Giselle Nicholson, MAPP '06, is a social behaviorist obsessed with leadership development, team-building, and social innovation. She poses hard questions that invite candor and ah-ha! moments critical to effective, lasting change. What makes her jump out of bed in the morning is the opportunity to partner with leaders, teams, and organizations to ignite and develop high impact solutions to pressing problems. Full bio.
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“What does innovation humanity mean to me?”
This was the central question of a conference I attended about a month ago. I had the good fortune to attend the inaugural Innovation & Humanity Summit hosted by Chapman University’s Leatherby Center for Entrepreneurship and Business Ethics. Its purpose was to create a day of dialogue centered on positive social change through ethical innovation.
Glenn Llopis, the creator of this event and Founder of the Center for Innovation and Humanity, coined “innovation humanity” to describe the “beginnings of the wisdom economy where we must give birth to a new form of ethical innovation that propels positive social change to breed global prosperity.” Who responds to this new term? An eclectic bunch – nonprofits, executives, business owners, and academics – all interested in how entrepreneurial innovation can drive positive social change. Llopis is a charismatic connector and was able to bring extraordinarily diverse and brilliant minds to an intense day-long summit. The day included keynotes, plenary sessions, and breakouts on topics such as the following:
- The Wisdom Economy: Strategic Thinking and Decision Making – What’s the New Normal?
- The Advancement of Women in Business & Society
- Leaving a Legacy vs. Making a Mark
- The Millennials and Why They are Changing the Ground-rules of Innovation and Humanity
- Non-Profit Organizations and their Role in Serving Humanity through Innovation
Through the numerous conversations I joined, four key themes emerged as takeaways for my day:
1) Servant leadership propels social change. In my management consulting work I’ve witnessed robust, tireless servant leadership from nonprofit leaders, but much less so in the private sector. This is changing. For-profit business leaders at the Summit strongly identified with this leadership concept, as seen in discussions about how they could build a legacy versus leaving a mark. Panelists agreed that servant leadership is marked by creating esoteric value through experiences and connections with others, and that it’s based on developing high quality connections through one-to-one relationships. For those with interest in servant leadership, I highly recommend Synchronicity: The Inner Path of Leadership by Joseph Jaworski.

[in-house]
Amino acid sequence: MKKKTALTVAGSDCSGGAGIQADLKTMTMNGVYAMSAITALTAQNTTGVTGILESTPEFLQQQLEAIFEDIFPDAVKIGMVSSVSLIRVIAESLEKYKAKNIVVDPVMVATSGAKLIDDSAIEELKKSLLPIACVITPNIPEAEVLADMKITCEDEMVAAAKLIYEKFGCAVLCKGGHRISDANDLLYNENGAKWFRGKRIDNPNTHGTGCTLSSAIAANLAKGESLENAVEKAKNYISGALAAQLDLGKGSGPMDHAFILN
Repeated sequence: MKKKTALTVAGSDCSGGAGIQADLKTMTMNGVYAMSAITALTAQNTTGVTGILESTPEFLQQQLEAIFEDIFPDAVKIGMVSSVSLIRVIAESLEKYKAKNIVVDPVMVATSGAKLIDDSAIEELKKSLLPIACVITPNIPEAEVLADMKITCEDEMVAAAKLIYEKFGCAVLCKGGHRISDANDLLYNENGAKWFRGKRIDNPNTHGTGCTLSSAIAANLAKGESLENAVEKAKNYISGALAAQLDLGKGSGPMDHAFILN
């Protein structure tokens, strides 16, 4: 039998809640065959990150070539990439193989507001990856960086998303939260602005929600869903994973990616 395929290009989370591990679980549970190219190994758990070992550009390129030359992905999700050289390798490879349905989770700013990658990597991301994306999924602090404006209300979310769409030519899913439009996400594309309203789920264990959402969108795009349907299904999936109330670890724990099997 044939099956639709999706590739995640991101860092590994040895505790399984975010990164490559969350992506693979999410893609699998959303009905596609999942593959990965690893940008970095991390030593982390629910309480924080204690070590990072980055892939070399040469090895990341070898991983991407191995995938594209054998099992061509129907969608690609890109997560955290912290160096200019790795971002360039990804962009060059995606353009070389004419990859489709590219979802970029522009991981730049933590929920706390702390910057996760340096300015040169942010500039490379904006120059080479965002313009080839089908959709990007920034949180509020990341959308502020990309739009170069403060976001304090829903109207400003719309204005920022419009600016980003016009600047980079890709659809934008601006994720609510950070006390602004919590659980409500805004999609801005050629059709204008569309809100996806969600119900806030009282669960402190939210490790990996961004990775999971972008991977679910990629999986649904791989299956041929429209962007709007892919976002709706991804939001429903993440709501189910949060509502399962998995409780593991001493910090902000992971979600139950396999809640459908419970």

2) Innovators live in multiple worlds. Everyone at the Summit was curious about how to identify and cultivate innovators within their organizations. Ronald Burt, professor of sociology and strategy at University of Chicago’s Booth School of Business, explained, “People who live in the intersection of social worlds [two or more areas of knowledge] are at higher risk of having good ideas.” These people are also better at building teams and getting others invested in ideas because they’re equipped with the language to empathize with different groups. Burt’s advice? Build non-obvious networks of knowledge and relationships before you need solutions.
These are “option paths” that will increase the likelihood of positive serendipity for innovation. Adlai Wertman, founder of the Business & Society Lab at USC’s Marshall School of Business, also persuasively spoke to the leadership advantage of crossover between seemingly dichotomous worlds. His examples illustrated the asset leaders have when they approach sustainable social change endeavors with a business background.
3) Innovators speak of love. In the past, business has traditionally been defined as a material enterprise and words like “love” and “compassion” were excluded. However, with the rising popularity of social enterprises, traditional businesses are waking up to the fact that competitors are talking about human values. At the Summit, “love,” “trust,” and “meaning” were words used to describe a business’s mission and impact. Business-owners didn’t shy from conversations about the human side of sustainability and how to create space for love to emerge and express itself in business.
4) Innovators know their strengths. The importance and advantage of knowing one’s strengths was a repeated point. Entrepreneurs must seek wisdom in mistakes and the unexpected. The concept of “whole being awareness” was emphasized by Dr. Robert Wolcott, founder of the Kellogg Innovation Network and author of Grow from Within, who sees the opportunity innovators have when they approach challenges with awareness of their strengths.
In the past few years I’ve attended three different conferences that all created a similar platform for inspiring and thought-provoking discussions. I highly encourage readers interested in social entrepreneurship, positive social change, and ethical innovation to check them out:
- Business as an Agent of World Benefit (Cleveland, OH)
- Skoll World Forum (Oxford, England) – My PPND review of this conference
- Revolution Through Social Enterprise (Pepperdine University, CA)